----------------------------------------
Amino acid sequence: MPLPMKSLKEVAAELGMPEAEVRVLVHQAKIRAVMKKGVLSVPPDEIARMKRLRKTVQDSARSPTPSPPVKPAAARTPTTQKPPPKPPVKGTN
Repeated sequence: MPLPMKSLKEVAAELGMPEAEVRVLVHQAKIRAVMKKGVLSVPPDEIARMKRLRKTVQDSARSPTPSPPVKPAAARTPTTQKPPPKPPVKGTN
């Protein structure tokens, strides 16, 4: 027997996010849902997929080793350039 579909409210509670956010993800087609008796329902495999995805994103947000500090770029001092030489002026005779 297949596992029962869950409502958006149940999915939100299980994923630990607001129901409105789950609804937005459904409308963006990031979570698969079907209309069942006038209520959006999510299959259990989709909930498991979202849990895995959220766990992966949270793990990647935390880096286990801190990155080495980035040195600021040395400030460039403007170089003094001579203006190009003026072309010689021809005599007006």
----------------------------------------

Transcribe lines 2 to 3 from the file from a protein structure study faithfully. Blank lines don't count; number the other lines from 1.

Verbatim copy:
Repeated sequence: MPLPMKSLKEVAAELGMPEAEVRVLVHQAKIRAVMKKGVLSVPPDEIARMKRLRKTVQDSARSPTPSPPVKPAAARTPTTQKPPPKPPVKGTN
């Protein structure tokens, strides 16, 4: 027997996010849902997929080793350039 579909409210509670956010993800087609008796329902495999995805994103947000500090770029001092030489002026005779 297949596992029962869950409502958006149940999915939100299980994923630990607001129901409105789950609804937005459904409308963006990031979570698969079907209309069942006038209520959006999510299959259990989709909930498991979202849990895995959220766990992966949270793990990647935390880096286990801190990155080495980035040195600021040395400030460039403007170089003094001579203006190009003026072309010689021809005599007006």